A bunker built in Hamburg, Germany, in 1943 as an air raid shelter, and then gutted four years later by a controlled demolition by the British Army, has been refitted as an “Energy Bunker” and a symbol for a cleaner and more renewable energy future.
The original bunker has been serving as a war memorial for the last 60 years, with only its outer shell of 3 meter thick walls and high ceiling remaining. But the bunker’s rebirth as an eco-friendly part of the area’s energy systems is now a great showcase for renewable energy technology.
“After more than 60 years of lying vacant, and following a project development and construction phase of seven years, this war memorial now symbolizes our journey into a climate-friendly future. This Energy Bunker does not only generate clean energy for the surrounding residential quarter, it also demonstrates how local resources can be utilized for producing and storing heat.” – Uli Hellweg, managing director of International Building Exhibition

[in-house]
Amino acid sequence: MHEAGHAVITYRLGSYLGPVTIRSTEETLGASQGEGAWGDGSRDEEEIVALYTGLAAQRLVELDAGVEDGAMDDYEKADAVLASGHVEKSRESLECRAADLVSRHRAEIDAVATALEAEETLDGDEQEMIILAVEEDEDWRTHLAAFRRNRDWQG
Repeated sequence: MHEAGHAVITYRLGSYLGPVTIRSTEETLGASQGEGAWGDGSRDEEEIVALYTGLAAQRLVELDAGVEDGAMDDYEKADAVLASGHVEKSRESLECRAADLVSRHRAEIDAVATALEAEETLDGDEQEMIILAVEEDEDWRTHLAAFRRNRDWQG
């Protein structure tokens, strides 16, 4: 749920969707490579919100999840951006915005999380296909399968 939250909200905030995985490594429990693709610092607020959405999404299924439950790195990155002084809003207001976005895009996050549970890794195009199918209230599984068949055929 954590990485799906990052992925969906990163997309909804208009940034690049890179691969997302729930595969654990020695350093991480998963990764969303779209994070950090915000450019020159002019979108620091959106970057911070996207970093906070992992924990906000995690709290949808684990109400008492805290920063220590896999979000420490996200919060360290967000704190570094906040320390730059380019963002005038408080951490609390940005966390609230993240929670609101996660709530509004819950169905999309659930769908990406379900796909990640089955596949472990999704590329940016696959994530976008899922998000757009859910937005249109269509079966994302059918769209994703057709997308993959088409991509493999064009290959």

Energy supplied to the nearby neighborhoods comes from a combination of solar, biogas, wood chips, and waste heat, and the Energy Bunker serves as a large-scale buffer storage facility for extending the capacity of local energy efforts. The building features solar panels on the roof that feed into Hamburg’s electrical grid, and integrates a regenerative power plant and large-scale heat reservoir, with the aim of generating and supplying 22,500 megawatt hours of heat and 3,000 megawatt hours of electricity to area residents.
The Energy Bunker is part of a “CO2-neutral district” project called Renewable Wilhelmsburg, which has set a goal of meeting 100% of the district’s energy needs in a climate neutral way by 2025, and all of the heating needs by 2050. The objective is to transform the entire district (encompassing 50,000 residents) into a climate neutral locale by 2050, and to ultimately supply all of Hamburg’s river islands with CO2 neutral energy.
The building, at Neuhöfer Straße 7, is open to visitors and has a viewing platform, a permanent exhibition and a café.
Find out more about other innovative ideas about shaping the future of urban life at IBA Hamburg.
[Image: IBA Hamburg GmbH/Johannes Arlt]